19th September 2018
Casual employees with predictable and stable hours deemed permanent employees
The employee was engaged in writing as a casual employee in a coal mine, paid casual loading and paid well above the minimums within the Award. However, the employee’s roster was incredibly rigid and in fact was published and set 12 months in advance. The roster was a typical “7 day on, 7 day off” arrangement; not unusual in the mining industry. The employee worked these shifts for his entire period of employment with the employer.
When the employee eventually left employment he was, understandably, not paid annual leave or notice of termination. He applied to the Federal Circuit Court and was partially successful in being paid his claimed annual leave.
On appeal to the Full Federal Court, it was found that the employee had a “firm advance commitment to continuing and indefinite work, according to an agreed pattern of work” and this is contrary to the commonly understood concept of casual employment.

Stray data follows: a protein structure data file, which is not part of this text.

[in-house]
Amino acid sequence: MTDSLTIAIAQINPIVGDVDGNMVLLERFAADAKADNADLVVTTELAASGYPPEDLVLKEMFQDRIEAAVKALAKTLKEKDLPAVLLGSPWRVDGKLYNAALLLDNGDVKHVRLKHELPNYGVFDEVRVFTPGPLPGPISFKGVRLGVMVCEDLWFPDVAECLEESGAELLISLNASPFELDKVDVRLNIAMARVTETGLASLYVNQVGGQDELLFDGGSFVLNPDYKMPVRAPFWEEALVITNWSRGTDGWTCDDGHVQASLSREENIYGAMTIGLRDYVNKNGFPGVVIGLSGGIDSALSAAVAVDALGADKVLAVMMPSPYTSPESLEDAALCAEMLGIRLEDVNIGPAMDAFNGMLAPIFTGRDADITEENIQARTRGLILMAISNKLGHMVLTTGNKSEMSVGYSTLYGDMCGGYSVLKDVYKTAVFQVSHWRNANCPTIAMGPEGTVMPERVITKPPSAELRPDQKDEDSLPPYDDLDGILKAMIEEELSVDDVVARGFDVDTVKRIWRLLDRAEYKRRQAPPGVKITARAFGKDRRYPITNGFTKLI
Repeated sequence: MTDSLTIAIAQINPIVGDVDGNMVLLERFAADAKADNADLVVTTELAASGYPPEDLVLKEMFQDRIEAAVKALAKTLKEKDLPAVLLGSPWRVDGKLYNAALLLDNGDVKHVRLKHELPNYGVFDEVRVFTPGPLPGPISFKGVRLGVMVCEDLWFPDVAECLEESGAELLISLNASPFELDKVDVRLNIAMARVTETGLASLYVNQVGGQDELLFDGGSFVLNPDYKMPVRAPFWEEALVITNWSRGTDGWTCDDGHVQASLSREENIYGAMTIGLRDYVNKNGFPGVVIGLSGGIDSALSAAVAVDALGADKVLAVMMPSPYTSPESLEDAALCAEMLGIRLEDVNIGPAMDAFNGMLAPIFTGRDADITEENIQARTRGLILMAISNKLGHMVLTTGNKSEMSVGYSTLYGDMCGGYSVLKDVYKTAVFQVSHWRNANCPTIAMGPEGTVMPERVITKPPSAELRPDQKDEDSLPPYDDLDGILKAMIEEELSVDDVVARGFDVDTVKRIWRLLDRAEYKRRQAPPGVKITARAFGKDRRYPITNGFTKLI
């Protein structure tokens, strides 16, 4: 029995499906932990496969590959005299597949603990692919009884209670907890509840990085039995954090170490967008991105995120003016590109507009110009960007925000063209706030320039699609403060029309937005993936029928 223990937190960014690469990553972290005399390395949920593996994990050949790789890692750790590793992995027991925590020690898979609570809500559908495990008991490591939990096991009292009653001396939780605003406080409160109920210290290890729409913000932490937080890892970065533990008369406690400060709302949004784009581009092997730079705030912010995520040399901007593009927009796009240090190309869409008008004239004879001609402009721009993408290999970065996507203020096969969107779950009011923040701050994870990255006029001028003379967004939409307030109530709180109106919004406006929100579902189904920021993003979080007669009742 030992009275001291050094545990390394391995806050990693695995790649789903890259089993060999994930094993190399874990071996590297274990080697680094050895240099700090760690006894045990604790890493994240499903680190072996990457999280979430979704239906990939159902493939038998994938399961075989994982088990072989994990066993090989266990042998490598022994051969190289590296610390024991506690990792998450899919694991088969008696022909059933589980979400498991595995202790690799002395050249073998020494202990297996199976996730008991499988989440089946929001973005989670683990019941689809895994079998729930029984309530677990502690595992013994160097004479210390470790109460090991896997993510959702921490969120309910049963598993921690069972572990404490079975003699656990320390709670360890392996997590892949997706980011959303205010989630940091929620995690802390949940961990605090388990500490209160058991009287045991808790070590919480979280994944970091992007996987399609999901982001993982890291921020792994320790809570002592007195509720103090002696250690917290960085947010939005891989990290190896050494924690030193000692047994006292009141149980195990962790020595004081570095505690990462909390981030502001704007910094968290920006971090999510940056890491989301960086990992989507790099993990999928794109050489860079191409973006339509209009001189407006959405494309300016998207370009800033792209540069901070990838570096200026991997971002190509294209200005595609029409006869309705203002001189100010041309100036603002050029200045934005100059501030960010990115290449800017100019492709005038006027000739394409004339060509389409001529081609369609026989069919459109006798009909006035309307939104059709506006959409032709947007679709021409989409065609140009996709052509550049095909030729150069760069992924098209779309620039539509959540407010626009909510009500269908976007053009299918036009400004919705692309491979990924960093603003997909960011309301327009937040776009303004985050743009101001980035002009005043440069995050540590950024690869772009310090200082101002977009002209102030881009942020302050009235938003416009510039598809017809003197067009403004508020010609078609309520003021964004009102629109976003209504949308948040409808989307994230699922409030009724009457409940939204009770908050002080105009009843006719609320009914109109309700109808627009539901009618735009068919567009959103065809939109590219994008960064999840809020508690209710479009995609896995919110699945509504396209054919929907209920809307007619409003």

Whereas typically, casual employees have irregular patters of work, uncertainty as to the period over which employment is offered, discontinuity and intermittency of work and unpredictability.
The Fair Work Act does not include a definition of “casual employment” but does include a definition of what a “long term casual employee” is. A long term casual employee is someone who has been employed by the employer on a regular and systematic basis for a sequence of periods of employment during a period of at least 12 months”.
The Full Federal Court said that the mining employee was not a “long term casual employee” because he had a “mutual commitment to continuing work on an agreed pattern of hours”.
The employee was awarded annual leave. The question of any penalties being imposed on the employer has been remitted to the Federal Circuit Court to determine.
Considerations For Employers Who Engage Long Term Employees as “Casuals”
Employers should consider the following:
- Are your casual employees engaged in writing as “casuals”?
- How far in advance are your employees rostered to work?
- How regular are your casual employee’s working patterns?
- Are your casual contracts clearly expressed to include 25% casual loading?
- Amending casual contracts to ensure that if this situation does arise, the casual loading can be set-off against annual leave entitlements.
If you believe that this case raises particular concern for your business please contact Michael Waters on 07 41545510 or email@example.com to discuss further.